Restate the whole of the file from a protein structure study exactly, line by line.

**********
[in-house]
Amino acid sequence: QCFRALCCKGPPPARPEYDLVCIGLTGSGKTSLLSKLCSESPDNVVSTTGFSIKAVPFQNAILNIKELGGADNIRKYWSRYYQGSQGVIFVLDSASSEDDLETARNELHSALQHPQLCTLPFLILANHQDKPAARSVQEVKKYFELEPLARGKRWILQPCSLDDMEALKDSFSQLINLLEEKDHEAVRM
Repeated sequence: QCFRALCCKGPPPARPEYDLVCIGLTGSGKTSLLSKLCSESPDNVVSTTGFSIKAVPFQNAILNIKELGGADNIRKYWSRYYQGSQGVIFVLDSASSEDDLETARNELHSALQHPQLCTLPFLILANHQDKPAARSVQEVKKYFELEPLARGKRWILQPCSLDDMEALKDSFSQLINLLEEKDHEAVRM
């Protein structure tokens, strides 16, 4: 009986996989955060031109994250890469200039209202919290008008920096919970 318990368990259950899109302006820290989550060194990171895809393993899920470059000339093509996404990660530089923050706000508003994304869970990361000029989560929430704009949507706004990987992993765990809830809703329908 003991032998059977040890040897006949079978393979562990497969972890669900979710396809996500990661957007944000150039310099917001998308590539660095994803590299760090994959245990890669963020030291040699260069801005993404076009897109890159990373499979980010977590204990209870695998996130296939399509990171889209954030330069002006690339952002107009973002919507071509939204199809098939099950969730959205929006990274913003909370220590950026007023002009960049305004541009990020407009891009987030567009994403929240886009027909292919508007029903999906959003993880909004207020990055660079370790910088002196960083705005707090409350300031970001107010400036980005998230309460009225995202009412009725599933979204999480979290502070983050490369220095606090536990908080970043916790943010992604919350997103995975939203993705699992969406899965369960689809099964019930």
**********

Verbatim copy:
[in-house]
Amino acid sequence: QCFRALCCKGPPPARPEYDLVCIGLTGSGKTSLLSKLCSESPDNVVSTTGFSIKAVPFQNAILNIKELGGADNIRKYWSRYYQGSQGVIFVLDSASSEDDLETARNELHSALQHPQLCTLPFLILANHQDKPAARSVQEVKKYFELEPLARGKRWILQPCSLDDMEALKDSFSQLINLLEEKDHEAVRM
Repeated sequence: QCFRALCCKGPPPARPEYDLVCIGLTGSGKTSLLSKLCSESPDNVVSTTGFSIKAVPFQNAILNIKELGGADNIRKYWSRYYQGSQGVIFVLDSASSEDDLETARNELHSALQHPQLCTLPFLILANHQDKPAARSVQEVKKYFELEPLARGKRWILQPCSLDDMEALKDSFSQLINLLEEKDHEAVRM
């Protein structure tokens, strides 16, 4: 009986996989955060031109994250890469200039209202919290008008920096919970 318990368990259950899109302006820290989550060194990171895809393993899920470059000339093509996404990660530089923050706000508003994304869970990361000029989560929430704009949507706004990987992993765990809830809703329908 003991032998059977040890040897006949079978393979562990497969972890669900979710396809996500990661957007944000150039310099917001998308590539660095994803590299760090994959245990890669963020030291040699260069801005993404076009897109890159990373499979980010977590204990209870695998996130296939399509990171889209954030330069002006690339952002107009973002919507071509939204199809098939099950969730959205929006990274913003909370220590950026007023002009960049305004541009990020407009891009987030567009994403929240886009027909292919508007029903999906959003993880909004207020990055660079370790910088002196960083705005707090409350300031970001107010400036980005998230309460009225995202009412009725599933979204999480979290502070983050490369220095606090536990908080970043916790943010992604919350997103995975939203993705699992969406899965369960689809099964019930």